John Swift QC, the rail regulator, instigated the investigation into the service after months of "awful" service. In the four-week period of scrutiny, more than 15 calls in every 100 went unanswered. In the worst seven days, beginning on 17 August, only 75 per cent of calls were answered, despite 30 extra operators being hired by the Association of Train Companies, which administers the National Train Enquiry Service. More than 4.5 million callers tried to get through during the regulator's "enforcement" month. Fewer than 3.8 million had their calls answered.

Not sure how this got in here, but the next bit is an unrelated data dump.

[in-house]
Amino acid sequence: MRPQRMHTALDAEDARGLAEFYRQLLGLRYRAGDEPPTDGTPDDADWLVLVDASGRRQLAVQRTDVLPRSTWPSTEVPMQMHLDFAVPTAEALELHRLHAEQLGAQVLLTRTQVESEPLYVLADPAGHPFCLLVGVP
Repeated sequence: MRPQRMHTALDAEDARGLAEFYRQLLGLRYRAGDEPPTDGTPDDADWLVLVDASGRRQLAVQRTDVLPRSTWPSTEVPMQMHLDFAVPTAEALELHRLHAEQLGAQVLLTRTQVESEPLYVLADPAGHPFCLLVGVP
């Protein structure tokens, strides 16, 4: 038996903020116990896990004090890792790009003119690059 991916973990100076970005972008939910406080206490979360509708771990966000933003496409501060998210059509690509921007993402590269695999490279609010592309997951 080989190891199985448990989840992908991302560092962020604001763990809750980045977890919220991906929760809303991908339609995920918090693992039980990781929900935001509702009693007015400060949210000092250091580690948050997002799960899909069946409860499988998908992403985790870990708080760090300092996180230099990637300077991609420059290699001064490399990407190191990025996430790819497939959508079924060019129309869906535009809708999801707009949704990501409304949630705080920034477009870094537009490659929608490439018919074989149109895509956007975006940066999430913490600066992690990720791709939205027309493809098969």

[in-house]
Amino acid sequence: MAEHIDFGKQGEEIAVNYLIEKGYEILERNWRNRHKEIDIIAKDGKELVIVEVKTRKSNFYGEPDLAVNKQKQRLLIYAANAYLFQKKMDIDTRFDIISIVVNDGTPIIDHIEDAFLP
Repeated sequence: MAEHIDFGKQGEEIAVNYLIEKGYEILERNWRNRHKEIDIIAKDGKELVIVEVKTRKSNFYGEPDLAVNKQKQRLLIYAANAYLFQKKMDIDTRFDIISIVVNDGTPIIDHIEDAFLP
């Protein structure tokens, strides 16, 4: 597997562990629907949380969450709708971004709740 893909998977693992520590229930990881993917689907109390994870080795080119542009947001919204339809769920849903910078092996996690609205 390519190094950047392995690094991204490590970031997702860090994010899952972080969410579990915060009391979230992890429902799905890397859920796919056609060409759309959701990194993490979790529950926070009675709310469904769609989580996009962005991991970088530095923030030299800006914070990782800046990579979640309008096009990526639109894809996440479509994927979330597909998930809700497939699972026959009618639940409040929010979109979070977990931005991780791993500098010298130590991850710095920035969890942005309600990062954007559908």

The first privatised commuter train service in Britain paid out only pounds 100,000 in the last financial year despite randomly cancelling hundreds of trains, according to official figures released yesterday. South West Trains, part of the pounds 1.6bn Stagecoach empire, was paid performance bonuses of more than pounds 1.7m - which almost covered the pounds 1.82m in fines the company forfeited when it cut trains because of a shortage of drivers.
- Randeep Ramesh, Transport CorrespondentReuse content